The aim of letting go of attachment is essential to find inner stillness and embrace uncertainty. Thankfully there are some tools we can use to help untether ourselves, including mindfulness, self-observation and meditation.
Another teaching from Buddhism, mindfulness is all about becoming present to the here and now. The very act of being mindful encourages us to be unattached, open and accepting of whatever may come up in the moment.
A great deal of anxiety involves living in the past or the future. For me, it tends to involve ruminating on conversations I wish had gone differently or frantically trying to plan for a blurry-looking future. Mindfulness takes you by the hand, sits you down and asks you to do nothing but observe. The background hum of traffic quickly becomes mesmerising while you let thoughts come and go like clouds in the sky. The caged bird becomes quiet.
There are several different ways to practice mindfulness. You may want to start with mindful meditation, the Headspace app is a great option to learn the basics. Other ways to practice mindfulness include mindful movement (like yoga, Tai-Chi or Pilates), going for mindful walks or simply making a moment in your day more mindful but being fully present (try it when eating or drinking your morning coffee).
Letting go of our attachments requires us to first acknowledge our attachments. This means we need to get up close and personal with our own thoughts. We have so many thoughts running through our minds daily, it would be impossible to observe every one of them, but getting into a habit of noticing the flavour of our thoughts can help.
You may find it helpful to track your mood daily, noting any thoughts that have stood out (there are several apps out there that can help with that, including Daylio). Starting a journaling practice can also help, offering you some space to air your thoughts and get it all down on paper.
When you become the observer of your thoughts, you can recognise which ones trigger negative emotions and ask yourself how you can reframe them. For example, instead of thinking “I can’t see what the future holds, this is scary” try reframing it as “I can’t see what the future holds, this means anything is possible.”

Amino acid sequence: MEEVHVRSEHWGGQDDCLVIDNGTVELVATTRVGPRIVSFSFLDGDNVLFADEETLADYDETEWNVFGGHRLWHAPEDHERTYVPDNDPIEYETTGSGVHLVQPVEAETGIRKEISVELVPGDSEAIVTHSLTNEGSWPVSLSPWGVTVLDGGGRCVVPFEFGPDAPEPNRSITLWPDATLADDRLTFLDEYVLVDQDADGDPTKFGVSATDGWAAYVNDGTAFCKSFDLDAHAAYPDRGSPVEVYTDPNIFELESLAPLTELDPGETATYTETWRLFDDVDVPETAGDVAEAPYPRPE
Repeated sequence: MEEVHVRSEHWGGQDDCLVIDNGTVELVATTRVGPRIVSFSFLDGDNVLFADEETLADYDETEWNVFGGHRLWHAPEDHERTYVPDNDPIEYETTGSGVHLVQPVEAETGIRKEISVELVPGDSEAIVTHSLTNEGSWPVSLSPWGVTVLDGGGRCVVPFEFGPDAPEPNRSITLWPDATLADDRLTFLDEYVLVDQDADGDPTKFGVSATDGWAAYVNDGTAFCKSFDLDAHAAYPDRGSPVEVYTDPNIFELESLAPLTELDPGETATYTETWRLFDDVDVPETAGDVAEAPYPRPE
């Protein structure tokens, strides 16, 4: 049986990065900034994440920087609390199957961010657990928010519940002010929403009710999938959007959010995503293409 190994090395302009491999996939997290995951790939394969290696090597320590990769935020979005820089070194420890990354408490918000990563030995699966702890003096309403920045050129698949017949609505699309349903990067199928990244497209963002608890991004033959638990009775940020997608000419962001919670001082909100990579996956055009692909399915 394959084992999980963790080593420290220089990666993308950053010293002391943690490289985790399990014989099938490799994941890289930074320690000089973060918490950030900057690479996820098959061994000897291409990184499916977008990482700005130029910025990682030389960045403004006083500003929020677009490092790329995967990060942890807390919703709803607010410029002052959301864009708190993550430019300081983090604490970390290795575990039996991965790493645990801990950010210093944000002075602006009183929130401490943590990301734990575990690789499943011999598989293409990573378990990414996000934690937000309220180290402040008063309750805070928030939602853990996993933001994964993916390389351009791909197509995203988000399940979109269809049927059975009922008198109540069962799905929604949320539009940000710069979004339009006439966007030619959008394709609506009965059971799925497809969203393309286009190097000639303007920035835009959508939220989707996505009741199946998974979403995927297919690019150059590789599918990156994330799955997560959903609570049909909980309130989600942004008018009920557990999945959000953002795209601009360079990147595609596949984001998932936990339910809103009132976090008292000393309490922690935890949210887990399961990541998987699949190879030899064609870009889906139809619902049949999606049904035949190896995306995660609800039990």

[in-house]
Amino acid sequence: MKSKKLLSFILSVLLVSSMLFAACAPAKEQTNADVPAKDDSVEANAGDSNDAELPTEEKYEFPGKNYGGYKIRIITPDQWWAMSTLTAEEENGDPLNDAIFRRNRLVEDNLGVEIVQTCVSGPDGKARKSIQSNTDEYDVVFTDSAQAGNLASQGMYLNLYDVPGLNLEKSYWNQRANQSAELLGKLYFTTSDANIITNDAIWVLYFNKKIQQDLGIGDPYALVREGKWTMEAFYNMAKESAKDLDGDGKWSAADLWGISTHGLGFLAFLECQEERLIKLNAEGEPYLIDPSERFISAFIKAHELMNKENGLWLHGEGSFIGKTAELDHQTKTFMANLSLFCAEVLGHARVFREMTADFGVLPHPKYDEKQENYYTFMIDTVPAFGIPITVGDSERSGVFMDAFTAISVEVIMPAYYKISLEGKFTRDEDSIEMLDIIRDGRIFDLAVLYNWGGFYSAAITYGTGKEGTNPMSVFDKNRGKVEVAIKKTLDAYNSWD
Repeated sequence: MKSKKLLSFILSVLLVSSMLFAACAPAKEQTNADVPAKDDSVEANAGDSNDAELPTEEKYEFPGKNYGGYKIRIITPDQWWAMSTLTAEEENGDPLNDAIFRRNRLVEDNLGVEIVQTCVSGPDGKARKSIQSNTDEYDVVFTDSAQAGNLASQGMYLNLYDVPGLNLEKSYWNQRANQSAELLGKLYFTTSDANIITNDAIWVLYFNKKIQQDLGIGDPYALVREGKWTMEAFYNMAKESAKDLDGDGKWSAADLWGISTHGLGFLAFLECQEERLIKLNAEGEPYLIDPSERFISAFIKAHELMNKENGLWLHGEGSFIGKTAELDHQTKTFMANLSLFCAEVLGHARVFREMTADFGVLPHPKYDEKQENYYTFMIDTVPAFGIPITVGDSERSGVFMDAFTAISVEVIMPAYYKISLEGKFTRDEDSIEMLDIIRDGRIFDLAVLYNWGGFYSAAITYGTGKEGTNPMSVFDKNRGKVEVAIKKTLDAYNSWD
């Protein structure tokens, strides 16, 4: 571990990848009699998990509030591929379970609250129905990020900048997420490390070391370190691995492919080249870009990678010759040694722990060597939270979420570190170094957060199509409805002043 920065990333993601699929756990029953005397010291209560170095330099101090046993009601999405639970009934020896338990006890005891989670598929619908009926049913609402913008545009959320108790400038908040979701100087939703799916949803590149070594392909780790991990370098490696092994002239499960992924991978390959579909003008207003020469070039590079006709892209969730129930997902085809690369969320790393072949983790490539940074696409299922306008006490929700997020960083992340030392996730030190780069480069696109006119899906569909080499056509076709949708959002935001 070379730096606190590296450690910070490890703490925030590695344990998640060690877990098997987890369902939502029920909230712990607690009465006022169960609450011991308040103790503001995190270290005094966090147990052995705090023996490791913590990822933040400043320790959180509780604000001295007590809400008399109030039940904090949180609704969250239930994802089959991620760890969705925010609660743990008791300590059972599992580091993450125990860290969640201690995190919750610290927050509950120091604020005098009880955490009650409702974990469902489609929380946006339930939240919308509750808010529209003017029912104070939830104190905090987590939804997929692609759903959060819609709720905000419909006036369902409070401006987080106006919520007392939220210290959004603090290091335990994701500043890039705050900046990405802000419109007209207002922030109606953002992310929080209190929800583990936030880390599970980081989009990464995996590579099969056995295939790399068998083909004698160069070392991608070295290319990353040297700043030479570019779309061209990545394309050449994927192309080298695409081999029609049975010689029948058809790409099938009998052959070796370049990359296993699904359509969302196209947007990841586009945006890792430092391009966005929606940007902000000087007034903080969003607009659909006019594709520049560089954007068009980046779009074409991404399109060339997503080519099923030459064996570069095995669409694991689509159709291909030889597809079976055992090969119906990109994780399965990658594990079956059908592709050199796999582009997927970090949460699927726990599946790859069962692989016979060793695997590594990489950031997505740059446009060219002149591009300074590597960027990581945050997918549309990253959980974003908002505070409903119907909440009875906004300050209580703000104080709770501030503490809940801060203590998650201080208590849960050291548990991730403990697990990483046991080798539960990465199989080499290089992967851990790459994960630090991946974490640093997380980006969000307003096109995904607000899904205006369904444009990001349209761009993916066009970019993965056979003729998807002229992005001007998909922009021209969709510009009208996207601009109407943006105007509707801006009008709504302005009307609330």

Subtle shifts in your thinking sheds new light on the situation. It lets you see another perspective which can ease fear and inspire a sense of optimism.
I know – being told to meditate during a global pandemic seems a little trite, but if you want to let go of your attachments, it’s a tool you can’t deny. Encouraging both mindfulness and self-observation, meditation is the one-stop-shop for everything discussed above. Whether you stick to mindfulness meditation or branch out to other types such as mantra meditation, movement meditation or transcendental meditation, they’ll all help you untether.
To get started you may find it helpful to try a simple breathing exercise. When we’re anxious our breath becomes shallow and sits in our chest. When we drive it down to our bellies, take it deeper and wider, we relax. It’s a superpower many of us forget about.
The 4-7-8 breathing technique is known to ease anxiety, improve sleep and even manage anger responses. Here’s how it works:
- Begin by emptying your lungs
- Inhale through your nose for four seconds
- Hold the breath for 7 seconds
- Exhale through pursed lips making a ‘whoosh’ sound for 8 seconds
- Repeat four times
Try it the next time you notice yourself straining against your attachments.
After reading this, perhaps you’re thinking there’s nothing particularly groundbreaking here. I know I already use some of the practices mentioned here including meditation, yoga and journaling – but with everything going on it’s easy for them to lose rank in my list of priorities.
So now I’m being more conscious in my approach and giving them a priority. I’m recognising my attached mindset when it creeps in and reaching for the tools I know will help me cut ties and, in time, release my caged bird.
Find a therapist dealing with anxiety
All therapists are verified professionals.